Carlo Borlenghi / www.borlenghi.com / FIV

London 2012 470 Women's medal race: First Kiwi gold

Britain's Hannah Mills and Saskia Clark claim silver, the Netherland bronze

Friday August 10th 2012, Author: James Boyd, Location: none selected

Strangely the competition in the 470 Women going into the medal race was similar to that of the 470 Men. Again there was a British team in the hunt, although in this caseHannah Mills and Saskia Clark were in a better position, level on 33 points with New Zealand’s Jo Aleh and Olivia Powrie. These two teams had also broken away from the rest of the pack. Dutch duo and two time World Champions Lisa Westerhof and Lobke Berkout had suffered badly on the final light wind day of full fleet racing, dropping them back to 19 points behind the leaders.

Unfortunately for Mills and Clark their chances of beating the Kiwis to the gold medal were destroyed moments after the start. As Saskia Clark explained: “Hannah did an awesome job of the pre-start and we got the Kiwi where we wanted her. She tacked out and was passing clear behind all of the boats and we just got wedged between the Aussies and the Italians. And that was the separation she needed to get around the fleet.

“We called middle-left, which it was until the wind totally died and did a right shift. From that point on there was no way back. It filled back in on the second beat half left, but it was one of those things. In hindsight we should have just stopped and tacked and gone with her and kept it close. But hindsight is a great thing... In all that pre-start manoeuvring we were fighting for a boat length, which we got, and suddenly she had 200m so she was never going to let us have that back.”

Westerhof and Berkhout came home sixth in the medal race squeaking into the bronze slot. Devastatingly the French crew of Camille Lecointre and Mathilde Geron went into the final day three points behind the Dutch and in the medal race finished a place ahead of them, ending with the worst possible Olympic sailing result: fourth by just one point.

While at few months ago Hannah Mills and Saskia Clark would have been overwhelmed if they had been told they had won the silver medal, Mills appeared far from happy with today's result.

Coming off the water she said: “We told each other to pull ourselves together, but we were both absolutely gutted. I just felt I had let everyone down. I got a bit emotional which was probably a bit stupid. But sport is hard and the margin between winning and losing is tiny. We made a tiny mistake and got punished so hard for it. From that moment on, there was nothing left to do. It is just hard to take sometimes.

“Don’t get me wrong – we are so so happy to have won a silver medal, but right now I am feeling a bit raw. One mistake we made we got punished pretty hard for. There was no way back into the race, so we were a bit disappointed about that.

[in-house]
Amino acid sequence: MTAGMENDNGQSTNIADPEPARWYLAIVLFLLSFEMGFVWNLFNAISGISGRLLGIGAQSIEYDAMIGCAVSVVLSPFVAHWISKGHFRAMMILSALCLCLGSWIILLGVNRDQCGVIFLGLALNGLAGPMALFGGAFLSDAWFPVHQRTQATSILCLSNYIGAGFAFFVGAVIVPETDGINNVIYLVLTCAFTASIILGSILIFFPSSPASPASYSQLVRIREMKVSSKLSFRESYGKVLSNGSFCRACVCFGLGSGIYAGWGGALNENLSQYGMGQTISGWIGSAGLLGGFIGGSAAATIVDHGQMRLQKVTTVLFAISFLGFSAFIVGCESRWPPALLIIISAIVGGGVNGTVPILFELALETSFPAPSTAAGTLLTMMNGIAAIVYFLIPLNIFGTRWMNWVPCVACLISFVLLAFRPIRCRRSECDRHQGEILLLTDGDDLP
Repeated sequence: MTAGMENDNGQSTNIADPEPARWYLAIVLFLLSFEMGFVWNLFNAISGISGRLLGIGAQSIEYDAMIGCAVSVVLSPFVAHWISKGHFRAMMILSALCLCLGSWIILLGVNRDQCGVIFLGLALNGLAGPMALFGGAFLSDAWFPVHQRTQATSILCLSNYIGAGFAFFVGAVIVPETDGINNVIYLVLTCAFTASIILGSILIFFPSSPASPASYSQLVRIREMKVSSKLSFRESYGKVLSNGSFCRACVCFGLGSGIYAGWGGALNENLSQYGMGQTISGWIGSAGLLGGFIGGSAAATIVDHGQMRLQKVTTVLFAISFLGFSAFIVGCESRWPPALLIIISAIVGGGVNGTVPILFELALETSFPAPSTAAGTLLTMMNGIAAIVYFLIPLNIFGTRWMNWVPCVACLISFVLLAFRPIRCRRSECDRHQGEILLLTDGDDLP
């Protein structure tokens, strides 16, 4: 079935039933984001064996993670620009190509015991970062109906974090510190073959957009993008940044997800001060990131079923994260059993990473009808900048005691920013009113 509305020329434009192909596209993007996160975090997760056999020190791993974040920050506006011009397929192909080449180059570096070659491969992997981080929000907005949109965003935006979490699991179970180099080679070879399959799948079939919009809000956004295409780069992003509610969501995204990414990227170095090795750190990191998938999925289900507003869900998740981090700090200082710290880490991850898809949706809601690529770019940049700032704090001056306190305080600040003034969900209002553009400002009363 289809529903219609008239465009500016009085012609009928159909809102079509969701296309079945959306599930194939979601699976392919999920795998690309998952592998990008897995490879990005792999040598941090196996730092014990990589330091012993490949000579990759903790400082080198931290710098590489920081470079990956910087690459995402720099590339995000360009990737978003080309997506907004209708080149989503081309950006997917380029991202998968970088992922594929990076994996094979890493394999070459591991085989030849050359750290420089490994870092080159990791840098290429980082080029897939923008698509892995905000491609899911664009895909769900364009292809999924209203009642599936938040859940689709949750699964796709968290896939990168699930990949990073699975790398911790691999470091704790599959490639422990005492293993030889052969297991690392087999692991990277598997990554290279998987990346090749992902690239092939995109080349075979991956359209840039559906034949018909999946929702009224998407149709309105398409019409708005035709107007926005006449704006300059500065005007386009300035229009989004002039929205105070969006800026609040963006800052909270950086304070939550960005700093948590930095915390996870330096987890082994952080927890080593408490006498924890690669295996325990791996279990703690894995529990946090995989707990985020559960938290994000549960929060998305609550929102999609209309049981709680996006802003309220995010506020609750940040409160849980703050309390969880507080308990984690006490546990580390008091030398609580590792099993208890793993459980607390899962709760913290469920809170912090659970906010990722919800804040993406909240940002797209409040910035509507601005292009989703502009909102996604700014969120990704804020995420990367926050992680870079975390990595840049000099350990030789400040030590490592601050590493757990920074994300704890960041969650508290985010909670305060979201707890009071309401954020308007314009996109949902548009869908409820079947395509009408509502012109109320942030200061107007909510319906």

Clark said that she was pleased with the rollercoaster ride she has been on since she and Mills, the 2008 420 Youth World Champion, turned 470 sailor, joined forces. “When we teamed up in February 2011 we were out to get selected. We had a three month window of opportunity to make that happen and we went from strength to strength and we have achieved things that are new for British 470 women. I have been trying to do it for a long time, so to have done it with Hannah over these last six months – World Champions and Olympic silver medallists. It is pretty awesome.”

According to Clark, she and Mills made a pact coming into the slipway that they would continue on to Rio 2016 in the 470. “We are just going to look forward to the next opportunity in Rio and get the Gold there instead.”

Jo Aleh has been lining up to get an Olympic medal for some time. Having represented New Zealand in the Laser Radial in Beijing, where she finished 7th, she and Powrie have consistently been in the top 10 throughout this Olympic cycle and came into London 2012 having finished fourth at the Worlds but won Skandia Sail for Gold on Weymouth’s Olympic waters.

“We thought it would be a tight race,” said Powrie. “We have been neck and neck all week, so we are obviously very close around the race track. I guess the Brits got a bit caught up with the other boats and we managed to sneak away into a nice clear lane.”

From here Powrie is going back to University. “That’s not going to be much fun. Then we’ll just sit down and have a chat.”

Now they have won the 470 it seems plausible that we might see the Kiwi aces getting into the Women’s Skiff for Rio 2016. As Aleh says: “At least we have ticked this one off!”

More from Carlo Borlenghi/www.borlenghi.com/FIV

 

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